Aquí está la entrevista que le hacen buscando las causas de la crisis en Mayo de 2010, una condensación de sus perlas de siempre. Simple, llano y al grano.

MR. BONDI: As I mentioned at the outset, we’re 
investigating the causes of the financial crisis. And

I would like to get your opinion as to whether credit

investigating the causes of the financial crisis. And
I would like to get your opinion as to whether credit
ratings and their apparent failure to predict accurately
credit quality of structured finance products, like
residential mortgage-backed securities and
collateralized debt obligations, did that failure, or
apparent failure, cause or contribute to the financial
crisis?
MR. BUFFETT: It didn’t cause it, but there
were a vast number of things that contributed to it.
The basic cause, you know, embedded in psychology
partly in psychology and partly in reality in a growing
and finally pervasive belief that house prices couldn’t
go down and everyone succumbed - virtually everybody
succumbed to that. But that’s the only way you get
a bubble is when basically a very high percentage of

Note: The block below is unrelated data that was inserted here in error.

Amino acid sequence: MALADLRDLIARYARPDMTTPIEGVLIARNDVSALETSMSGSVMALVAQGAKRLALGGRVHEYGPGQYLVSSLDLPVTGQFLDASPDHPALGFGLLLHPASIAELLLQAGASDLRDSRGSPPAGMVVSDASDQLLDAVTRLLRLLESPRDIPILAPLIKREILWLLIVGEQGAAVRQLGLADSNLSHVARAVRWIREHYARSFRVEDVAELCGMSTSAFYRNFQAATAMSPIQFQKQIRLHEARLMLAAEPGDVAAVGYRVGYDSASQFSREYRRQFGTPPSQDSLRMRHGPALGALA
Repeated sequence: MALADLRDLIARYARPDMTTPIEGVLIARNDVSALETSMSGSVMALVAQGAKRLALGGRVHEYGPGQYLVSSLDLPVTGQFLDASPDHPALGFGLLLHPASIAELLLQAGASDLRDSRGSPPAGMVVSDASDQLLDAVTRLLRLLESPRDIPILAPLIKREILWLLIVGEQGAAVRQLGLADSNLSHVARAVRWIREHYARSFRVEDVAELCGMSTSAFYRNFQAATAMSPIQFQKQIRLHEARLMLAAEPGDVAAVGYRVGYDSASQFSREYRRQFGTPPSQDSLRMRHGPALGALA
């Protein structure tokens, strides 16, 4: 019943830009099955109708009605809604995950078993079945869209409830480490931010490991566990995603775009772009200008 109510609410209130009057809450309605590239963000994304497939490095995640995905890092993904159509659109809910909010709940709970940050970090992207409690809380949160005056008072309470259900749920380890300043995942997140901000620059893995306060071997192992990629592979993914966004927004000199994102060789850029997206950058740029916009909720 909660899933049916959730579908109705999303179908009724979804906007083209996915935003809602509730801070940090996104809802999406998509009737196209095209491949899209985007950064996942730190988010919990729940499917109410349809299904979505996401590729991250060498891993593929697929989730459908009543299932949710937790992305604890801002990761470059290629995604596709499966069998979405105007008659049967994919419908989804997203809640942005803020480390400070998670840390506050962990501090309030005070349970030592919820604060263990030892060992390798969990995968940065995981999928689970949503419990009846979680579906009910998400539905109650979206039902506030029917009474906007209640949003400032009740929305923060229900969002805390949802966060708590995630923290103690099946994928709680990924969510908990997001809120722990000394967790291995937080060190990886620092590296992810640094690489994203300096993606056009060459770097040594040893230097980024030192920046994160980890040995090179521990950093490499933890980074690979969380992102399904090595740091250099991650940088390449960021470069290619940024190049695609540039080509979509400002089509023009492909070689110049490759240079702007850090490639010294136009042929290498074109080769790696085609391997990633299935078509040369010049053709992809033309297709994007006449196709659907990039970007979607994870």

the population buys into some originally sound premise
and it’s quite interesting how that develops
originally sound premise that becomes distorted as time
passes and people forget the original sound premise and
start focusing solely on the price action.
So every –the media investors, the mortgage
bankers, the American public, me, my neighbor, rating
agencies, Congress –- you name it -–people
overwhelmingly came to believe that house prices could
not fall significantly. And since it was biggest asset
class in the country and it was the easiest class to
borrow against, it created probably the biggest bubble
in our history.
It will be a bubble that will be remembered
along with the South Sea bubble and the tulip-bulb
bubble.